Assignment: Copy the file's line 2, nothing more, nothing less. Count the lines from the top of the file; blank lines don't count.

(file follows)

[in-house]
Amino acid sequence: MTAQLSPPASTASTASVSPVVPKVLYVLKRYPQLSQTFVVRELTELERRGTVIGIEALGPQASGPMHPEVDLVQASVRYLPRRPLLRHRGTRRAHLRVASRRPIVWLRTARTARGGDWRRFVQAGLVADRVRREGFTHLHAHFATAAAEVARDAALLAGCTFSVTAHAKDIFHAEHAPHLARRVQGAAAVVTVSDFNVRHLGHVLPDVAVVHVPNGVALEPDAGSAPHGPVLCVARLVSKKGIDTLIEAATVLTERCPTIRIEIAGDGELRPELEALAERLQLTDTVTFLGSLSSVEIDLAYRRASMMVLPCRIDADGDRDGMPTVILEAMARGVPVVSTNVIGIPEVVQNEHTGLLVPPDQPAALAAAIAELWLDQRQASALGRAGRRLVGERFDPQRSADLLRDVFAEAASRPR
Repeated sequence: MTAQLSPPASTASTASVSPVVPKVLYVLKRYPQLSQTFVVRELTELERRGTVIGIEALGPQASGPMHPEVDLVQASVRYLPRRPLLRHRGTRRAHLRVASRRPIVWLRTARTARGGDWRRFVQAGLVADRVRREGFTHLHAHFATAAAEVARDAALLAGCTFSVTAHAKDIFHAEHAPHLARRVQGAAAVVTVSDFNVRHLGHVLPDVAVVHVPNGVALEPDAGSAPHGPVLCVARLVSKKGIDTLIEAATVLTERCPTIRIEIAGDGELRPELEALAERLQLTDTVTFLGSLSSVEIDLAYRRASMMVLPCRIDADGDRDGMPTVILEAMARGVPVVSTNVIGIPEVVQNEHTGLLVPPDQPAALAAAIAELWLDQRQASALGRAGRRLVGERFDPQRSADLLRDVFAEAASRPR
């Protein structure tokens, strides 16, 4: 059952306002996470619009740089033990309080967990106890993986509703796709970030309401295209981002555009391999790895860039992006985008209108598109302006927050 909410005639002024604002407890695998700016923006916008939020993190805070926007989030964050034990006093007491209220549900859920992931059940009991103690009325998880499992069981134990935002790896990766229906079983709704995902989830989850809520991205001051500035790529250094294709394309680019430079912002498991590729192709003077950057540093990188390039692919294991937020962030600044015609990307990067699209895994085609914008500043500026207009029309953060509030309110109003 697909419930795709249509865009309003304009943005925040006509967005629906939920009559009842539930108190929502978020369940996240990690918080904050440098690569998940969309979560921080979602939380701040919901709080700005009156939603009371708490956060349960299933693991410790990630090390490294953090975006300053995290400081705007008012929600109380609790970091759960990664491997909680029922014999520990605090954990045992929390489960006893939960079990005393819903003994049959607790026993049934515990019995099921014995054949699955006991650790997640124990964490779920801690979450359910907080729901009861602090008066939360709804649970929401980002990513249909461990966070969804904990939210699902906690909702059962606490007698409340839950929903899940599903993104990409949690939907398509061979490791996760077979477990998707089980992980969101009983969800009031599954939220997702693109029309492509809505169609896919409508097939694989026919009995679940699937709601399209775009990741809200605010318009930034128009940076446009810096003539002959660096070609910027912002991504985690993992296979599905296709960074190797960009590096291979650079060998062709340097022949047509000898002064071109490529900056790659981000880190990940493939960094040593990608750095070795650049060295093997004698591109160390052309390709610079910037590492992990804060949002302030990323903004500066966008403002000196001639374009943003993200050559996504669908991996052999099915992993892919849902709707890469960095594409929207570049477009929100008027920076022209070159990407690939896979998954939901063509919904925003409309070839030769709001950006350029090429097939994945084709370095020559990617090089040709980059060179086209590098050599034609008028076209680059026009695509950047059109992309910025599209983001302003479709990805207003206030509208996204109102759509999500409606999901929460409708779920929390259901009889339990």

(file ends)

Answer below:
Amino acid sequence: MTAQLSPPASTASTASVSPVVPKVLYVLKRYPQLSQTFVVRELTELERRGTVIGIEALGPQASGPMHPEVDLVQASVRYLPRRPLLRHRGTRRAHLRVASRRPIVWLRTARTARGGDWRRFVQAGLVADRVRREGFTHLHAHFATAAAEVARDAALLAGCTFSVTAHAKDIFHAEHAPHLARRVQGAAAVVTVSDFNVRHLGHVLPDVAVVHVPNGVALEPDAGSAPHGPVLCVARLVSKKGIDTLIEAATVLTERCPTIRIEIAGDGELRPELEALAERLQLTDTVTFLGSLSSVEIDLAYRRASMMVLPCRIDADGDRDGMPTVILEAMARGVPVVSTNVIGIPEVVQNEHTGLLVPPDQPAALAAAIAELWLDQRQASALGRAGRRLVGERFDPQRSADLLRDVFAEAASRPR